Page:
One of the wires I showed you in the videos is a lovely beaded wire that looks like lots of tiny silver balls soldered in a long row. It is a lovely wire to work with and produces beautiful rings, but I wanted to show you a couple of tips to make things go as smoothyl as possible.
Firstly, this is my workspace - not quite as tidy as you saw in the videos but a lot tidier than it can get!
And this is the wire I want to use. A friend has asked me to make her a set of three beaded wire rings that she can wear on her thumb. Using the ring sizers we worked out that she's a UK size W1/2 on her thumb, and as the wire is 1.5mm in diameter (at the thickest points) using the table I attached to the lessons I can see that I need 68.15mm. Remember that I need to round up to 69mm as no-one can cut to a fraction of a millimeter!
This is right in the middle of a silver ball. I want to cut in between silver balls so that my join is neat and hidden between two silver balls, so I'm going to cut the wire slightly shorter. This will mean that the rings will turn out a little too small, but as you've see it's easy to enlarge them. Better that than them being a little too big and falling off!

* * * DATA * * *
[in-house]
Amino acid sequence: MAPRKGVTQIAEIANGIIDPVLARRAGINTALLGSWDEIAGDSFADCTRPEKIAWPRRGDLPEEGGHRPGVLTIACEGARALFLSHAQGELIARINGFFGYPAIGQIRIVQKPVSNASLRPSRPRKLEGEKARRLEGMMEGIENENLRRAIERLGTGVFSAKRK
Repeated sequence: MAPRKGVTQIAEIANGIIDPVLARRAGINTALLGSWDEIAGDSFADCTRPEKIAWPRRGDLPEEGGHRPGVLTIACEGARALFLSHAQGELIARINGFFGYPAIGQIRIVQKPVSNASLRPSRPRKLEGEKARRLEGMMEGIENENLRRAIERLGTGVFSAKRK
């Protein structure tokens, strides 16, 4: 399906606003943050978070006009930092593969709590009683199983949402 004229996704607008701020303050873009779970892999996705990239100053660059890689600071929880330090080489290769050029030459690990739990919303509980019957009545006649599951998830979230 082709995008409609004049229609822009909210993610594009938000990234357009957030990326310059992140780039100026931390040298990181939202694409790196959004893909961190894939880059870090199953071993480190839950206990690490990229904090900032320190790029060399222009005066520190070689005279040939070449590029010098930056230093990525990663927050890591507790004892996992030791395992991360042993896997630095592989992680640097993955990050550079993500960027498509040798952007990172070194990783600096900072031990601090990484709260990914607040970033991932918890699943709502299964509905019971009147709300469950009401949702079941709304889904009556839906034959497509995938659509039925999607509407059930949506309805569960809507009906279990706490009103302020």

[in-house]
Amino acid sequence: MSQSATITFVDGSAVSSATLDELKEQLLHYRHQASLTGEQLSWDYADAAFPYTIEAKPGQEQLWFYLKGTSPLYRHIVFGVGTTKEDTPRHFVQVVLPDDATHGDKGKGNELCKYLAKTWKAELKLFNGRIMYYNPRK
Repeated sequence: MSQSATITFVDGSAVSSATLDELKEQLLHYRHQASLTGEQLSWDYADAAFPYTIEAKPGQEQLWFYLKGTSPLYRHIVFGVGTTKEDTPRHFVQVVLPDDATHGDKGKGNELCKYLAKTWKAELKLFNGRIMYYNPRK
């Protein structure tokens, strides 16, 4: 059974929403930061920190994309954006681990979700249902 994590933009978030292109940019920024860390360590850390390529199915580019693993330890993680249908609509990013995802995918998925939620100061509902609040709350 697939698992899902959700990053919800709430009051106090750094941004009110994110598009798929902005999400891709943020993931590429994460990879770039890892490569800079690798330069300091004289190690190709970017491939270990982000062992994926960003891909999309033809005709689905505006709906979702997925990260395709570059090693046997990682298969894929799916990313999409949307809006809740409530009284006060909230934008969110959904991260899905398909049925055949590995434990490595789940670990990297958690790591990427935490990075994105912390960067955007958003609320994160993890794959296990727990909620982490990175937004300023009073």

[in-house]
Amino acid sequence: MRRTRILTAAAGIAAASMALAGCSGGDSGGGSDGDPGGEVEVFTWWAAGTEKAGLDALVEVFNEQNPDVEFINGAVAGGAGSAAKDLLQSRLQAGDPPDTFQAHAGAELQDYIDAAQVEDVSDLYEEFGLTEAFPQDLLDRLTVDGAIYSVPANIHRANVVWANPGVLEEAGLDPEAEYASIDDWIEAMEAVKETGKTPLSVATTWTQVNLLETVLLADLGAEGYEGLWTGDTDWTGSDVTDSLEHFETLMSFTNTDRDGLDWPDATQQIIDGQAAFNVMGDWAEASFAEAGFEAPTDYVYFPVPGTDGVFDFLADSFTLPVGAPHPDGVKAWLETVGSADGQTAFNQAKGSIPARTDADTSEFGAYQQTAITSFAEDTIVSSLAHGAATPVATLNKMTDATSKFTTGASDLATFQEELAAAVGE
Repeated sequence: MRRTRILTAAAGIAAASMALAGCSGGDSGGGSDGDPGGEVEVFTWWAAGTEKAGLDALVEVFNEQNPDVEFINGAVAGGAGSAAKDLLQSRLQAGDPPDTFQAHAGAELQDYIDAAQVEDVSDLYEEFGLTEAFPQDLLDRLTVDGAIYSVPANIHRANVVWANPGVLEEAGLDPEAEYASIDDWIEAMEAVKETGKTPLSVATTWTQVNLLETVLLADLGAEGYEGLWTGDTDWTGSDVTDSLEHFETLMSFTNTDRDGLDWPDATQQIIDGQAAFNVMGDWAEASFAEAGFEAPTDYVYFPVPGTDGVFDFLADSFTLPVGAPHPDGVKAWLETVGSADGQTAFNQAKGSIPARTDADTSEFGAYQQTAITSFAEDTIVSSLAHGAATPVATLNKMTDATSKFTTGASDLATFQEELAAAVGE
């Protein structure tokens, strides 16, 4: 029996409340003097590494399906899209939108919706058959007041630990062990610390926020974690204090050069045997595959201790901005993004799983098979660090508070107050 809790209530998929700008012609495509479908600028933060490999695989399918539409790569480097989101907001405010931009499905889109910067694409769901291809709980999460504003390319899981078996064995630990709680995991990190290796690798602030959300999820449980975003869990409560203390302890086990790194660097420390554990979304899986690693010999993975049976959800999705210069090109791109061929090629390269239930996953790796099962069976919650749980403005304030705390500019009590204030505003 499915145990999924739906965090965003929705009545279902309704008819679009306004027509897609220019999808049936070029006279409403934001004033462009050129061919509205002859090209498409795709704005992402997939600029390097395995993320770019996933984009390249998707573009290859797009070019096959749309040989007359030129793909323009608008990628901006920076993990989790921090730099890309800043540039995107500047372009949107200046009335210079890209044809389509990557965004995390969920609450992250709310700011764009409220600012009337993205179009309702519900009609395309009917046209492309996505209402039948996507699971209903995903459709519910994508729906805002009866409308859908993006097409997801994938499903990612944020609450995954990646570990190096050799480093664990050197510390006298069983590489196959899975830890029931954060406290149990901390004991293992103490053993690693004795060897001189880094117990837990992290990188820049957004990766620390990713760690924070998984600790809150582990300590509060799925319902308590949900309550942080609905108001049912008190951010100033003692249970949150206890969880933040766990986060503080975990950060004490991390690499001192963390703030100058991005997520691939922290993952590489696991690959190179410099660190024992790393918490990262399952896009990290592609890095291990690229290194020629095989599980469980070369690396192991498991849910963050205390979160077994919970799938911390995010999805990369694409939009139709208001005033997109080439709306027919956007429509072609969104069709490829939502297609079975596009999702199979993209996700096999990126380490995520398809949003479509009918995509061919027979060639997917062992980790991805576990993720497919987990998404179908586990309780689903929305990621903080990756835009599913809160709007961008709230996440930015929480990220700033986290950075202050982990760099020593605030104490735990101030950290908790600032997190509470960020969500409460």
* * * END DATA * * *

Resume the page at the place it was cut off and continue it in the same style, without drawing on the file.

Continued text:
I've cut the first wire and I'll use this one to work out the length for the other two.
Three wires cut and filed......
....and shaped for soldering.
I forgot to take a photo of them being soldered, but you've seen that stage on the videos, so this is a lovely picture of the rings sitting in the pickle! I sometimes put small things in a metal-free sieve before putting them in the pickle as it makes it easier to get them back out again!
I've shaped the rings around the triblet. This triblet is marked with the Wheatsheaf (UK) ring sizing gauge, and as you can see the rings are a whole UK size too small. It only takes a couple of millimeters to change a whole size. I'll hammer them down the triblet with a nylon hammer to enlarge them. It's best to use an unmarked triblet for the enlarging as the marks scribed into the Wheatsheaf triblet may mark the wire. Enlarge a little at a time, checking often so that you don't accidentally make them too big. The balls will flatten a tiny bit on the inside of the rings but it won't be obvious and won't be seen at all when the rings are worn.
Three perfect, polished rings!